The San Diego Symphony is the oldest symphony in California. It was named a Tier 1 orchestra by the League of American Orchestras in 2010. Its historic home will soon become what the audience might call a Tier 1 venue.
The historic Fox Theater was transformed into the home of the San Diego Symphony in the mid-'80s. Since then, it has been the San Diego Symphony's headquarters.
Two years ago, the Symphony moved to the $85 million Rady Shell at Jacobs Park. Come November, they will return to their main home, Copley Symphony Hall. And if $85 million was a lot of money, the renovations at Symphony Hall are being done to the tune of $125 million.
“The end result is going to be wonderful, both visually and acoustically," said Travis Wininger, Vice President of Operations for the San Diego Symphony. KPBS spoke to him as loud construction proceeded.
"(We brought) the rear wall of the hall in by about eight rows. We had a really deep balcony overhang, and acoustically those seats ... way in the back, under that balcony level, weren’t that great," he said.
Each row of seats that remains under the balcony will be adjusted to improve line of sight.
Another change improves aesthetics and sound.
"(We removed) a valance, a wall that used to cut off the top of the proscenium, and we were able to do some structural moves and remove that," Wininger said. "That’s gonna give a lot more acoustic breathing room. We decided to build a permanent orchestra shell that will surround the stage that allows us ... to have a choral terrace level."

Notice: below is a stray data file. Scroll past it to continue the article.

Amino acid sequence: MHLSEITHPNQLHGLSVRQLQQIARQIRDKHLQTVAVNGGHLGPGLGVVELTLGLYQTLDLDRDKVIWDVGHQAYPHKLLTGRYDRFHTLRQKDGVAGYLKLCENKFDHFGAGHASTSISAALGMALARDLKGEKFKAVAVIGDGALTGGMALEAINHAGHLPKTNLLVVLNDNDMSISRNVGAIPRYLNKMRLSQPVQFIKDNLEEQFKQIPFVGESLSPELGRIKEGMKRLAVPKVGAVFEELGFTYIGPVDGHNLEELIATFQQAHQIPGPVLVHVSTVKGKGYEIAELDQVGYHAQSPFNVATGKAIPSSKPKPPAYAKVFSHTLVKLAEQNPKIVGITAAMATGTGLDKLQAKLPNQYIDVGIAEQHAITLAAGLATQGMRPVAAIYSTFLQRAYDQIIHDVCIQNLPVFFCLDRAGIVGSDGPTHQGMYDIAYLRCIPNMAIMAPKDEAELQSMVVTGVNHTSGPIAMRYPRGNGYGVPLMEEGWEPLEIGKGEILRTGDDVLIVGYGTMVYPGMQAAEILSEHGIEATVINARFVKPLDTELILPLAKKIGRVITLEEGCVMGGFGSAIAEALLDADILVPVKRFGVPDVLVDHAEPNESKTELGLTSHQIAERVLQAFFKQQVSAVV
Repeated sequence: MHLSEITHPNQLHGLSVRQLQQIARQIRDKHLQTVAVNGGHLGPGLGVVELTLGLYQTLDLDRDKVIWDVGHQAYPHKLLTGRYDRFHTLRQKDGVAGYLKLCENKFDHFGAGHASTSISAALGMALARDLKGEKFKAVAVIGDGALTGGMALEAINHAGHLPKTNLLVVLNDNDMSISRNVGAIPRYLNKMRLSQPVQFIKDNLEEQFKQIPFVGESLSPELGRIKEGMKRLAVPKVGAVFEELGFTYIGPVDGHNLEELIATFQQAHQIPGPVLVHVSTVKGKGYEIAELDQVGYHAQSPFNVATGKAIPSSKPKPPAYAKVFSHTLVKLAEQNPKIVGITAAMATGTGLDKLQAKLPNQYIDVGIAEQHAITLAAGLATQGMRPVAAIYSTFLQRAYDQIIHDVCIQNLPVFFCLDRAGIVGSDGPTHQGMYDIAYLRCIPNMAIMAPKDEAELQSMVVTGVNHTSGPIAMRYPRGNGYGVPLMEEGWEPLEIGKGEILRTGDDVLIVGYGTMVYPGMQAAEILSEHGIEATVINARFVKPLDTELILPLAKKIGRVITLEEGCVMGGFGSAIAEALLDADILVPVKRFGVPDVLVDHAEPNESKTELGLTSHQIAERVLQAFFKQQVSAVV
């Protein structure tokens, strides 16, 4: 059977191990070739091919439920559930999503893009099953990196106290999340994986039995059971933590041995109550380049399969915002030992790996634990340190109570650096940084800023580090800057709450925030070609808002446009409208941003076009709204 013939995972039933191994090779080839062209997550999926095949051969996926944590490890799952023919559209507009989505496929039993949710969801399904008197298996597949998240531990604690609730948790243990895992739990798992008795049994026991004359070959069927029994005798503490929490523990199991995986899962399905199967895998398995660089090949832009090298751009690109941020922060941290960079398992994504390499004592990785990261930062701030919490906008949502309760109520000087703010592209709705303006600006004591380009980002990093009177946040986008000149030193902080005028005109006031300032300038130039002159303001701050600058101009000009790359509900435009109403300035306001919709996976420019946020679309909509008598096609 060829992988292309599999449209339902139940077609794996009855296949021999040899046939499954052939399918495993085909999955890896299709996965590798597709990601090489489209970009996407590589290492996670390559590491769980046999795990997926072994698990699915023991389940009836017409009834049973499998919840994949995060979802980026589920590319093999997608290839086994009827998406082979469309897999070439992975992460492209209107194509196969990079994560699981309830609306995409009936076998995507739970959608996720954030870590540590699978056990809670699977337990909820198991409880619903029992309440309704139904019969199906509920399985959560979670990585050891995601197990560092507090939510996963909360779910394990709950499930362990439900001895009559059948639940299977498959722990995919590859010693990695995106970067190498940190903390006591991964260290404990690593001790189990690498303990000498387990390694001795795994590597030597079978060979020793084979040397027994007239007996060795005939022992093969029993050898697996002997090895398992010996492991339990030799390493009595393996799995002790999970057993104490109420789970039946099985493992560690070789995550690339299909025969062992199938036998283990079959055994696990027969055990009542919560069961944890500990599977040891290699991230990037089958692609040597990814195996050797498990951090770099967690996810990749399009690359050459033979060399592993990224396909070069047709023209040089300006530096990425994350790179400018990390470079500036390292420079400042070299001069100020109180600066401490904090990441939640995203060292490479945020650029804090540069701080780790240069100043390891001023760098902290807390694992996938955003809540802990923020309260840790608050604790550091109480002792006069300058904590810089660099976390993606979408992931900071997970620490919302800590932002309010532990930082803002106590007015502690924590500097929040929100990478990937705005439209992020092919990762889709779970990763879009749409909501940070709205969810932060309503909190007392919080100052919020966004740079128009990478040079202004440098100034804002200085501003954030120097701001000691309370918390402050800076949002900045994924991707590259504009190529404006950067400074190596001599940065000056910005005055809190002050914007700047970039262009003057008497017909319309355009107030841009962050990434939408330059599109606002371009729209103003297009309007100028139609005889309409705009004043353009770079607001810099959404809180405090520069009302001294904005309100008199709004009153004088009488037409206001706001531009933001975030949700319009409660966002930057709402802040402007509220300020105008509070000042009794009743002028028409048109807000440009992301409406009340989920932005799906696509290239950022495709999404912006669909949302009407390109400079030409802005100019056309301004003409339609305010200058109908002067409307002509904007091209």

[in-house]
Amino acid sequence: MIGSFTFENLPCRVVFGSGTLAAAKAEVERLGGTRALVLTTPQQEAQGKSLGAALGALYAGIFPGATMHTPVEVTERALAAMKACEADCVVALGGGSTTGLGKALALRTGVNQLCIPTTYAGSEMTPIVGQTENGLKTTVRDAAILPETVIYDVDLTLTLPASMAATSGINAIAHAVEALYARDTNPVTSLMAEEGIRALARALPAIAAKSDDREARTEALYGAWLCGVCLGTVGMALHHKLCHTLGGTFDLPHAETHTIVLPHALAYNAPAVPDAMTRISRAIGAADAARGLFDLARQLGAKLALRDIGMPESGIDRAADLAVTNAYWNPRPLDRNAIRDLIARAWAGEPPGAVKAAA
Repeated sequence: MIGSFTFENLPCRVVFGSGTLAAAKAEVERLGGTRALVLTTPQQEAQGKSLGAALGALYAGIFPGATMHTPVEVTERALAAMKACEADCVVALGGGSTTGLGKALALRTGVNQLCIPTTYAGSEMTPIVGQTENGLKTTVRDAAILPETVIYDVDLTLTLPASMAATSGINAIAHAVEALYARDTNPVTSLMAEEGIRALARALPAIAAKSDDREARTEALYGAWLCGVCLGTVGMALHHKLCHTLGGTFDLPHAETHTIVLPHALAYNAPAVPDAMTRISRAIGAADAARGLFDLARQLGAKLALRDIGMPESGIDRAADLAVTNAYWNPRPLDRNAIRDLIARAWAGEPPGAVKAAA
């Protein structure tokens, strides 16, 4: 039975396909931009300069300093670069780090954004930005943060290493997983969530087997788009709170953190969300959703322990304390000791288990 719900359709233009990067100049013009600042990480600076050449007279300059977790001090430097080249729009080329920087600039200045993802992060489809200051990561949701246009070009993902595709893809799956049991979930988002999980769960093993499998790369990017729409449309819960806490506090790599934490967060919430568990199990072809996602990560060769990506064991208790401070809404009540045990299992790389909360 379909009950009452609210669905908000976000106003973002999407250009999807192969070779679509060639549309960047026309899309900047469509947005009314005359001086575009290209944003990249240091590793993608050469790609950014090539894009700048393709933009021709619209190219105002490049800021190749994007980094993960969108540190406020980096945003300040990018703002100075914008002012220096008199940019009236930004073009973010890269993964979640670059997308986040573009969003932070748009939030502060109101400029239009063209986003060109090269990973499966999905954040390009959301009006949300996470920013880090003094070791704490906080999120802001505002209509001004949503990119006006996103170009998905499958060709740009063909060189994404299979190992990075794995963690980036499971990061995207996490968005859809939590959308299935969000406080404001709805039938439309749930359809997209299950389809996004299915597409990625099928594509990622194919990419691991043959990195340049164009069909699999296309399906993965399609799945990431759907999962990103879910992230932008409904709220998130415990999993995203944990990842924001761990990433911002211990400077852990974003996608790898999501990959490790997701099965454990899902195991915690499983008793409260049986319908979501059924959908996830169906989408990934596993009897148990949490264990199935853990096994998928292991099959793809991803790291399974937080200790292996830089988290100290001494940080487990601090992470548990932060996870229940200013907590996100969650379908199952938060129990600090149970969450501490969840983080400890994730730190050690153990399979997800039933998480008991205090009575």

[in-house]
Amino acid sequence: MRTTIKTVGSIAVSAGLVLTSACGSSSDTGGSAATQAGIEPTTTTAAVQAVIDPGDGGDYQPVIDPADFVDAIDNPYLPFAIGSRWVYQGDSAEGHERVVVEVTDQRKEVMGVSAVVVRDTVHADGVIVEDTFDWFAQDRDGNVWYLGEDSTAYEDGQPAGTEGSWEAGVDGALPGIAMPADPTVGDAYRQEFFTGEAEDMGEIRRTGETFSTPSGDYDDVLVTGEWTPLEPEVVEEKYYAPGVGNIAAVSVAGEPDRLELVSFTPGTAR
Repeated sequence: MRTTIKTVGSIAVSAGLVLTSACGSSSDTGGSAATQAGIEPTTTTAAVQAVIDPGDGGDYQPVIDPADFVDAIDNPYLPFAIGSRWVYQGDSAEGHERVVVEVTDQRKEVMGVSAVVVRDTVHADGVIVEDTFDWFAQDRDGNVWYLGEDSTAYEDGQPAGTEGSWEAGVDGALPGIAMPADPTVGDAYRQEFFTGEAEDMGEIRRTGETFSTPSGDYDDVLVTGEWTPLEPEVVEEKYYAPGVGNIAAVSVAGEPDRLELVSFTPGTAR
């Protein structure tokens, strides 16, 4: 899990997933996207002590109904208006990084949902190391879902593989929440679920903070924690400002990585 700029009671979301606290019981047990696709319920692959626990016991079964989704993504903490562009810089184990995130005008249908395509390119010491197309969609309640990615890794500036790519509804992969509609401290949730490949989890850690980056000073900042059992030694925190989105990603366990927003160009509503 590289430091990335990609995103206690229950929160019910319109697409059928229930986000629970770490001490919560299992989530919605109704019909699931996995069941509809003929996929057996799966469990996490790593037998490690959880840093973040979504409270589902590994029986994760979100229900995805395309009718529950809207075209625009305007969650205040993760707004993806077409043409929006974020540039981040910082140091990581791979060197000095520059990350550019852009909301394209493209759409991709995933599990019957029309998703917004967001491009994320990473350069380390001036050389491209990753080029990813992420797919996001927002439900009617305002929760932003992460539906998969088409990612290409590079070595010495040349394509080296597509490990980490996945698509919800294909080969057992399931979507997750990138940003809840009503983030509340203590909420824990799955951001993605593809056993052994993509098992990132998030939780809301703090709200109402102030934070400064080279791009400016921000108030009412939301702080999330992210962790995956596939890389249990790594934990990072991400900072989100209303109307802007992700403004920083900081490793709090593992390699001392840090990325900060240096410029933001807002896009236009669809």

As its name suggests, the choral terrace will allow large choirs to sing with the orchestra. And when no chorus is involved, it will be open for audience seating.
Of course, all the ornate plasterwork is being refreshed and cleaned, and then there are those changes that won’t be seen but will make a big difference, like the building’s heating and air conditioning systems.
“We’ve suspended all those (AC and heating) units from the parking structure above us so that none of the vibration or the noise will transfer into the space," Wininger said.
A renovated symphony hall and a spectacular outdoor venue with the Rady Shell — it's understandable how that would make the San Diego Symphony a very attractive orchestra for the world’s top musicians. It’s a question KPBS asks Director of Artistic Planning A.J. Benson in a much quieter meeting room.
“I think San Diego has a number of elements that are attractive to musicians; the fact that we are performing in two different venues, we have great soloists and collaborators that we work with. The executive leadership has really been a huge force propelling the orchestra forward," Benson said.
Benson mentioned the Irwin and Joan Jacobs gift, $120 million that was given in 2002.
That, he said, has resulted in a financially sound organization, especially when combined with other large gifts and significant support from the community in general.
Now, Benson and Symphony leadership look to the future.
“We want to have people feel like it’s comfortable, it’s safe, it’s welcoming, it’s warm in this new acoustic — in this environment. I think there is a real element of top shelf, incredible music-making, great artistry happening at everyone’s doorstep ... you don’t have to go to L.A., you don’t have to go to New York City, there’s a lot happening right here," he said.
And soon, happening in a concert hall that will take its place among the finest in the world.